1.2 Statement of the Problem

A key issue for economy of Nigeria is how local businesses benefit from liberalization and globalization of their businesses. For most Small and Medium Enterprises, the problems are of two types: first, is the company make productions for regional and global markets or is it excluded from the process; second, modernization of the companies.

Small and Medium Enterprises (SMEs) are the backbone of Nigeria’s economy and are a vital source of economic growth, dynamism and flexibility. These companies play a vital role in job creation and are now the dominant form of business organization. Funding is needed, however, to help create and develop their activities. Economy of Nigeria, therefore, cannot flourish if the various forms of financing offered by financial institutions do not allow SMEs to meet their needs.

The micro-enterprise sector is the visible manifestation of disadvantaged populations having different stress conditions particularly since the implementation of structural adjustment policies and economic strategies. SMEs help in the proper functioning of the nation; because of its informal status, SMEs evade tax revenues. It is described as "unfair" competition as SMEs products sold at disproportional price with the purchasing power of the population. It has grown to become and recognized today as a full-fledged sector which is reckoned in the same way that the modern sector due to its heavy weight and growth, at least as the main source of employment and relevant part of the fight against poverty.

This trend is the result of several reforms introduced. Indeed, for the last several years, SMEs are considered as a phenomenon that has increased employment opportunities for the public sector and become the main source of employment for graduates in Nigeria. The state has become aware of its limits to absorb alone the number of students out of high schools and vocational training centers. Given this context, the economic policy, through action on consumption, investment and government spending, would become more appropriate to increase the national income. As such, the Small and Medium Enterprises (SMEs) have been identified as one of the major growth poles of the Nigeria’s economy.

In parallel, a current of thought gradually developed describing micro enterprises not only as a means to fight against poverty, but also as a solution to problems of growth. It is in this perspective that since last several years, authorities with the support of partners, engaged in promoting the business category. However, the proportion of SMEs based on their efforts in ways still seems disturbing. In fact, these companies face many difficulties that constrain their development. Among which include the problem of access to bank financing (Beck & Demirguc-Kunt, 2006).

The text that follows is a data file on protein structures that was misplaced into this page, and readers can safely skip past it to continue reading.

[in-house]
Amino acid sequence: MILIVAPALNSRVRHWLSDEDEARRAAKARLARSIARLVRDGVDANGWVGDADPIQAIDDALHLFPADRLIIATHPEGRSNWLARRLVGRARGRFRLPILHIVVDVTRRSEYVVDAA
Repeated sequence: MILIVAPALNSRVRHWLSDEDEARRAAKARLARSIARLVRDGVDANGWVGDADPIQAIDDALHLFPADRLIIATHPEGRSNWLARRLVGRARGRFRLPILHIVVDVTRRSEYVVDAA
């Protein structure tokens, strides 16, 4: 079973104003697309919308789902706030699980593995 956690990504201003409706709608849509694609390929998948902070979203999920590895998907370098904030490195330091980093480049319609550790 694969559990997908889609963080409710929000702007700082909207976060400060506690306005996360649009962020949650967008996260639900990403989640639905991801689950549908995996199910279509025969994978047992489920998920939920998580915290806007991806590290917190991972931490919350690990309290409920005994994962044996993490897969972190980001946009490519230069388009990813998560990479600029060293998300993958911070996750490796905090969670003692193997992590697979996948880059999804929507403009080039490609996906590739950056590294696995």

For most industrial companies in developing countries, previous decade is different because in the previous one or two decades, business enterprises are facing more competition and brings into play many more factors. Liberalization and globalization have compelled the companies to face pressures of prices, quality etc. the developing countries like Nigeria has an advantage over the developed countries, i.e. they have to pay lower wages to their employees. This has provided an opportunity for countries like Nigeria to expand their businesses globally.

The economic boom in Nigeria has generated an unexpected economic recovery at the time of the crisis, translated in cumulative annual growth of 9% of GDP in the last three years. This exponential growth rate has also been reflected in the business which experienced a remarkable leap forward. The decision of the national government, followed by the provincial governments of developing investment projects of public works infrastructure, has boosted activity and increasing budget amounts (Ogunlana, 1999).

However, in international markets, Nigerian companies, have to face invasive and generally unfavorable environment which make them less able than large countries in America and Asia to organize on a regional basis and to resist the proliferation of initiatives of their partners. Unlike rich countries, their obligation is made to worry at the same time the competitiveness of the environmental protection, the fight against the poverty, governance, democratization, regional integration etc. It is a disservice to Nigerian companies to ignore the fact that states and institutions dominated by the colonial powers are still extremely young. The priority, since independence, is given to the assertion of state and territory, the search for national identity could not be more logical from emerging countries. Similarly, the extension of the essential model of governance and economic options of the colonial era is a natural behavior. The transformations that have occurred in the country, in the period 1960-1990, shows that the past decades have not been "lost" for the development, as is often claimed.